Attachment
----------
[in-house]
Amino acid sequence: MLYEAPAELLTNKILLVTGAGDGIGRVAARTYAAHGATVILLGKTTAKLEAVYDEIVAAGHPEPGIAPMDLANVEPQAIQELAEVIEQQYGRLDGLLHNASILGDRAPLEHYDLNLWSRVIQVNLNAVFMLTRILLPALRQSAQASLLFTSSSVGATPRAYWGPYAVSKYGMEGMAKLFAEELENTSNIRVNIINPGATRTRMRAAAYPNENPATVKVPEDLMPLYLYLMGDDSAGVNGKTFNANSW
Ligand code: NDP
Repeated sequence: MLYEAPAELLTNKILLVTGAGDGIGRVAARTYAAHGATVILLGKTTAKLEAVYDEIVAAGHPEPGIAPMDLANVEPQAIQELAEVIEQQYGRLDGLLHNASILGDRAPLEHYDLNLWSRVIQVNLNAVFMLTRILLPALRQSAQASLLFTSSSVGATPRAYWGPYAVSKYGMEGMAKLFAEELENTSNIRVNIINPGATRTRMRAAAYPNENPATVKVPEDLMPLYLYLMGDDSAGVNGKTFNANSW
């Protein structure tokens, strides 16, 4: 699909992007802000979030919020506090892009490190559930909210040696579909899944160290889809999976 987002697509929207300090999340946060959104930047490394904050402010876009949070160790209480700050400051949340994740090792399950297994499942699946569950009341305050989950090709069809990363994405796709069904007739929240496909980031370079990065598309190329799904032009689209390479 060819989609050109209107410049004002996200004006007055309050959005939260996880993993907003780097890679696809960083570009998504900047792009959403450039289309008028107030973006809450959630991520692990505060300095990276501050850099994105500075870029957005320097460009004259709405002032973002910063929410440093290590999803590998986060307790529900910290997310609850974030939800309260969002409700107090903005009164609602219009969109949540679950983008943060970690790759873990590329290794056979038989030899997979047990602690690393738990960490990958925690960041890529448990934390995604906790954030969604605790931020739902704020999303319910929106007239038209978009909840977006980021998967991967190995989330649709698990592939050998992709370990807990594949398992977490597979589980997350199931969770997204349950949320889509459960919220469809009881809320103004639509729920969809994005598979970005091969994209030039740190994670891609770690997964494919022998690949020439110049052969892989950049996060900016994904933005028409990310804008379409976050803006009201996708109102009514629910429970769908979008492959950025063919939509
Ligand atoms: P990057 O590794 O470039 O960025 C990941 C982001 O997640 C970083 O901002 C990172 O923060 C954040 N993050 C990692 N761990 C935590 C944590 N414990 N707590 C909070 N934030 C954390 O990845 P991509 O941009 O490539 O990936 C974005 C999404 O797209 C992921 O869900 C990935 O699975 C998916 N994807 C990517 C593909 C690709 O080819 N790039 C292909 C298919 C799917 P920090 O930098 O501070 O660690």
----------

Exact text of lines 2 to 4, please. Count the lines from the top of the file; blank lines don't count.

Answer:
Amino acid sequence: MLYEAPAELLTNKILLVTGAGDGIGRVAARTYAAHGATVILLGKTTAKLEAVYDEIVAAGHPEPGIAPMDLANVEPQAIQELAEVIEQQYGRLDGLLHNASILGDRAPLEHYDLNLWSRVIQVNLNAVFMLTRILLPALRQSAQASLLFTSSSVGATPRAYWGPYAVSKYGMEGMAKLFAEELENTSNIRVNIINPGATRTRMRAAAYPNENPATVKVPEDLMPLYLYLMGDDSAGVNGKTFNANSW
Ligand code: NDP
Repeated sequence: MLYEAPAELLTNKILLVTGAGDGIGRVAARTYAAHGATVILLGKTTAKLEAVYDEIVAAGHPEPGIAPMDLANVEPQAIQELAEVIEQQYGRLDGLLHNASILGDRAPLEHYDLNLWSRVIQVNLNAVFMLTRILLPALRQSAQASLLFTSSSVGATPRAYWGPYAVSKYGMEGMAKLFAEELENTSNIRVNIINPGATRTRMRAAAYPNENPATVKVPEDLMPLYLYLMGDDSAGVNGKTFNANSW